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Tom Tillett has started two biotech companies. The result was two very different experiences.

“The first time, I started a biotech business at Rohm and Hass, a chemical company, and had lots of resources available to me,” Tillett says. “And we developed the technology very successfully until Rohm and Hass had a bad quarter.

“Then they said, ‘We need to exit and we need you to find someone to buy the business. And you have three months to do it.’”

He spun out RheoGene, which developed technology around gene therapy for human health, to the University of Pittsburgh Medical Center, which then funded it for a time.

But 12 years ago, “nobody cared about the gene therapy market,” Tillett says, so as RheoGene’s costs escalated, UPMC asked him to find a buyer or other investors.

“I was forced into a situation where we had to do an M&A because of the lack of capital,” he says. “And traditional investors — VCs — we're not interested at that time.”

The business was eventually merged with Intrexon Corp., a Virginia-based biotech company, and Tillett left a year later.

It wasn’t long before he had launched MBF Therapeutics, an animal health biotech company. But this time he designed a company for an exit from the start, with particular attention paid to the company’s financing sources and a clear path to paying those investors back.

At the ASPIRE Dealmakers Conference earlier this year in Philadelphia, Tillett talked about raising capital to fuel your organization’s growth and how to plan to pay back your investors. Here are some of the lessons he shared.

Three options

When Tillett started MBF Therapeutics, he created the company with the exit in mind.

“Investors always want to know, ‘How am I getting our money back?’ he says.

The traditional way of looking at this is being acquired, he says, which brings in questions of whether you can get a fair value for a biotech firm with an innovative technology.

Another option is an IPO, the thought of which makes CEO Tillett bristle.

“I don’t think any biotech CEO who is private wakes up in the morning and says, ‘Boy, I wish I was a public company CEO,’” he says. “But when you’re going life sciences and you need significant capital, it's one of the most obvious and one of the most often used vehicles by which you do it.”

The third way — Tillett’s way for MBF Therapeutics — is to stay private.

“We did the more traditional biotech angel investors that are friends, family, etc., to move forward, and we're back to sign a major round that will allow us to get to a potential exit,” he says.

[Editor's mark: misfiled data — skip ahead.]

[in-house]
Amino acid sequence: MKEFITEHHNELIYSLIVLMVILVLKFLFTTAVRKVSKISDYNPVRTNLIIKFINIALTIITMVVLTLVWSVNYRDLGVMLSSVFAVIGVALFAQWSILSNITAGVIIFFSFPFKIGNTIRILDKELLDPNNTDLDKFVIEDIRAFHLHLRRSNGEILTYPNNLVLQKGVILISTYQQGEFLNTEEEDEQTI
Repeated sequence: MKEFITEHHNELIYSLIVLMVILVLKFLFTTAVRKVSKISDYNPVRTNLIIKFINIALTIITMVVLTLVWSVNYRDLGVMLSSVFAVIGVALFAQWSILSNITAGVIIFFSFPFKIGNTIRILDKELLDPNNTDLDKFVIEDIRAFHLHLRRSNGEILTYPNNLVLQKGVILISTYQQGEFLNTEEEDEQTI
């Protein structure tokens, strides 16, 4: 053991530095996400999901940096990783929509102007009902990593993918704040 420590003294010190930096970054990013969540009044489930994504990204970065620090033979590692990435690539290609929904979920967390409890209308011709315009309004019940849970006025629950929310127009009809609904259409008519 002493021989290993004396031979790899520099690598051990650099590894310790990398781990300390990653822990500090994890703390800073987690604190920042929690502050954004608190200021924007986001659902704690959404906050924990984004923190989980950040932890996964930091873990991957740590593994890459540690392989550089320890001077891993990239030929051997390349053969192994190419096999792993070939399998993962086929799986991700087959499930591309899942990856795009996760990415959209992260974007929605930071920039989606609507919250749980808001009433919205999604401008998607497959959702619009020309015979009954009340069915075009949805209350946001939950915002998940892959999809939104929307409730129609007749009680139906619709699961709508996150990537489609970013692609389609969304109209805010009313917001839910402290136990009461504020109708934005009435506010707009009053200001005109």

“In the past few months, it's become apparent to us that we can potentially not have to go public, not have to do an M&A, but we can look at growing this company in a non-dilutive way, giving our investors a return by staying private because we have significant sales opportunities that are not far down the road,” he says.

Protecting against additional dilution is not just a factor in an exit. It’s also about retaining operational control of the company.

“Being able to better manage what your development programs are going to be and how you're going to implement them gives you the ability to retain the culture that you want within the organization,” Tillett says. “Any public company is going to be treated differently. If you're subject to an M&A, even if they keep you separate, being able to maintain your culture is a challenge as well. It also impacts how you attract and retain employees because if they think that you're going to be subject to an M&A in a year, they're going to be worried about, are they going to move their families when in a year or two they may be out of a job.”

Build relationships

However, full sales pipeline, generous investors or not, there will inevitably be a financial gap that newly formed companies need to bridge. And that was a mistake Tillett admits he made with his first company.

At RheoGene, major companies owed Tillett money, and the government, through a grant, was going to give the company a couple hundred thousand dollars.

“I had these great receivables,” he says. “And when I went to my bank and said, ‘I’ve got a cash flow problem and I need to bridge over a weekend for $30,000, they said, ‘No.’”

The lesson he learned: Start dating early. It’s short-sighted to wait until the moment you need a banker to suddenly say, ‘I need a banker.’

“It was my mistake because I was a relatively young CEO at the time and hadn’t experienced this,” Tillett says. “But I quickly realized I needed a better banking experience. I needed a better banker. I need someone who’s going to respond to me.”

In this case, rather than a bank bridging the gap, it was the RheoGene’s accounting firm that stepped up, fundamentally because of the relationship, which meant they knew the money was coming and his company was good for it.  

“Again, I blame myself for putting us in that position,” Tillett says. “I should have been looking at establishing a credit line before that. But I hadn’t done that. And because of that relationship we got bailed out.”

His takeaway: Build relationships. “Because foundationally,” he says, “you're building trust.”